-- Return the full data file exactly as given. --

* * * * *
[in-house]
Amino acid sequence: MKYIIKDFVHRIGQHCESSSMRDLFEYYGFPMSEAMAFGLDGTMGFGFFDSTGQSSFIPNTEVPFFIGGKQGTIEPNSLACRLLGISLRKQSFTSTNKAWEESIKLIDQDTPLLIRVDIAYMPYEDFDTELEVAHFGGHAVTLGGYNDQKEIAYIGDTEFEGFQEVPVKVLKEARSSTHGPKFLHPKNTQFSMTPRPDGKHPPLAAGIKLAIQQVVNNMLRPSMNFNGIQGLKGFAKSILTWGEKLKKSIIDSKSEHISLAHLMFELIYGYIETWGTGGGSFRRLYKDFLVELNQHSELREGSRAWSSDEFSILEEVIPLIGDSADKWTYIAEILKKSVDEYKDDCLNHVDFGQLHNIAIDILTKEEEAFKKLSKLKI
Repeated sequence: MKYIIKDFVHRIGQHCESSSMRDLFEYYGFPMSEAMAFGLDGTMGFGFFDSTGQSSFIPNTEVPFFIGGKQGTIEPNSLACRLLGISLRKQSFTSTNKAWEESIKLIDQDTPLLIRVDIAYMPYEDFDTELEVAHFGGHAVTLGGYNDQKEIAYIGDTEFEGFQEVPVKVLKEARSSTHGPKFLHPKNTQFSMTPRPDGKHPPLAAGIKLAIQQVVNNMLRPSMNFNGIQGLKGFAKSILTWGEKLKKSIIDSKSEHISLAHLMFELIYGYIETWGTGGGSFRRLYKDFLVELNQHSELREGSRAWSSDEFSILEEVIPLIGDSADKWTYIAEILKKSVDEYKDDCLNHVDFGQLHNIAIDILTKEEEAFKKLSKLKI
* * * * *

[in-house]
Amino acid sequence: MKYIIKDFVHRIGQHCESSSMRDLFEYYGFPMSEAMAFGLDGTMGFGFFDSTGQSSFIPNTEVPFFIGGKQGTIEPNSLACRLLGISLRKQSFTSTNKAWEESIKLIDQDTPLLIRVDIAYMPYEDFDTELEVAHFGGHAVTLGGYNDQKEIAYIGDTEFEGFQEVPVKVLKEARSSTHGPKFLHPKNTQFSMTPRPDGKHPPLAAGIKLAIQQVVNNMLRPSMNFNGIQGLKGFAKSILTWGEKLKKSIIDSKSEHISLAHLMFELIYGYIETWGTGGGSFRRLYKDFLVELNQHSELREGSRAWSSDEFSILEEVIPLIGDSADKWTYIAEILKKSVDEYKDDCLNHVDFGQLHNIAIDILTKEEEAFKKLSKLKI
Repeated sequence: MKYIIKDFVHRIGQHCESSSMRDLFEYYGFPMSEAMAFGLDGTMGFGFFDSTGQSSFIPNTEVPFFIGGKQGTIEPNSLACRLLGISLRKQSFTSTNKAWEESIKLIDQDTPLLIRVDIAYMPYEDFDTELEVAHFGGHAVTLGGYNDQKEIAYIGDTEFEGFQEVPVKVLKEARSSTHGPKFLHPKNTQFSMTPRPDGKHPPLAAGIKLAIQQVVNNMLRPSMNFNGIQGLKGFAKSILTWGEKLKKSIIDSKSEHISLAHLMFELIYGYIETWGTGGGSFRRLYKDFLVELNQHSELREGSRAWSSDEFSILEEVIPLIGDSADKWTYIAEILKKSVDEYKDDCLNHVDFGQLHNIAIDILTKEEEAFKKLSKLKI